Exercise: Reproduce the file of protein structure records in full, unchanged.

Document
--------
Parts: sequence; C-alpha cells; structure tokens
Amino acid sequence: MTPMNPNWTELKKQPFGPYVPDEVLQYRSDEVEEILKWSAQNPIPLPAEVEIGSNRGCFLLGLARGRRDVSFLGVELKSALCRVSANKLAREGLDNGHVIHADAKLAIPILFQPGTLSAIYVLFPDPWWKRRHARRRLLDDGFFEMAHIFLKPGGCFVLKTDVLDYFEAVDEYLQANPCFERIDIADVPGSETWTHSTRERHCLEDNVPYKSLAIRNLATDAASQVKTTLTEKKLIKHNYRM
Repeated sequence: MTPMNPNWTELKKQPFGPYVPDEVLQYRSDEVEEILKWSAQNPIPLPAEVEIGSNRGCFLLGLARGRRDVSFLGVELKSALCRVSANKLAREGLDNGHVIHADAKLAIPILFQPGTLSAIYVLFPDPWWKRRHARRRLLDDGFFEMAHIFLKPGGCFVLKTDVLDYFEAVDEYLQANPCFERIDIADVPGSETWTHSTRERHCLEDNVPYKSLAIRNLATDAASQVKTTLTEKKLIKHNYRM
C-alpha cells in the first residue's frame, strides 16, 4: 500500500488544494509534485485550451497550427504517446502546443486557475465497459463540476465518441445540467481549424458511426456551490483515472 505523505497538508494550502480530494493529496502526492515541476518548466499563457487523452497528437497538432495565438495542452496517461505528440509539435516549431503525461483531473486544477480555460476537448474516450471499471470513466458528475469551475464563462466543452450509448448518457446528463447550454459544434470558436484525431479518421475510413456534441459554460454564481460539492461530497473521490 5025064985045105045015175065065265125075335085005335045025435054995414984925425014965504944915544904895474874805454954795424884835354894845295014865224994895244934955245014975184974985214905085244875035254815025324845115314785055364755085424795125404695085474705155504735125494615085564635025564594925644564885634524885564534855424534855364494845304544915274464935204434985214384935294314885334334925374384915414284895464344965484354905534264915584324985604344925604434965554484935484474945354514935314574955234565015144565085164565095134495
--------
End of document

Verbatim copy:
Parts: sequence; C-alpha cells; structure tokens
Amino acid sequence: MTPMNPNWTELKKQPFGPYVPDEVLQYRSDEVEEILKWSAQNPIPLPAEVEIGSNRGCFLLGLARGRRDVSFLGVELKSALCRVSANKLAREGLDNGHVIHADAKLAIPILFQPGTLSAIYVLFPDPWWKRRHARRRLLDDGFFEMAHIFLKPGGCFVLKTDVLDYFEAVDEYLQANPCFERIDIADVPGSETWTHSTRERHCLEDNVPYKSLAIRNLATDAASQVKTTLTEKKLIKHNYRM
Repeated sequence: MTPMNPNWTELKKQPFGPYVPDEVLQYRSDEVEEILKWSAQNPIPLPAEVEIGSNRGCFLLGLARGRRDVSFLGVELKSALCRVSANKLAREGLDNGHVIHADAKLAIPILFQPGTLSAIYVLFPDPWWKRRHARRRLLDDGFFEMAHIFLKPGGCFVLKTDVLDYFEAVDEYLQANPCFERIDIADVPGSETWTHSTRERHCLEDNVPYKSLAIRNLATDAASQVKTTLTEKKLIKHNYRM
C-alpha cells in the first residue's frame, strides 16, 4: 500500500488544494509534485485550451497550427504517446502546443486557475465497459463540476465518441445540467481549424458511426456551490483515472 505523505497538508494550502480530494493529496502526492515541476518548466499563457487523452497528437497538432495565438495542452496517461505528440509539435516549431503525461483531473486544477480555460476537448474516450471499471470513466458528475469551475464563462466543452450509448448518457446528463447550454459544434470558436484525431479518421475510413456534441459554460454564481460539492461530497473521490 5025064985045105045015175065065265125075335085005335045025435054995414984925425014965504944915544904895474874805454954795424884835354894845295014865224994895244934955245014975184974985214905085244875035254815025324845115314785055364755085424795125404695085474705155504735125494615085564635025564594925644564885634524885564534855424534855364494845304544915274464935204434985214384935294314885334334925374384915414284895464344965484354905534264915584324985604344925604434965554484935484474945354514935314574955234565015144565085164565095134495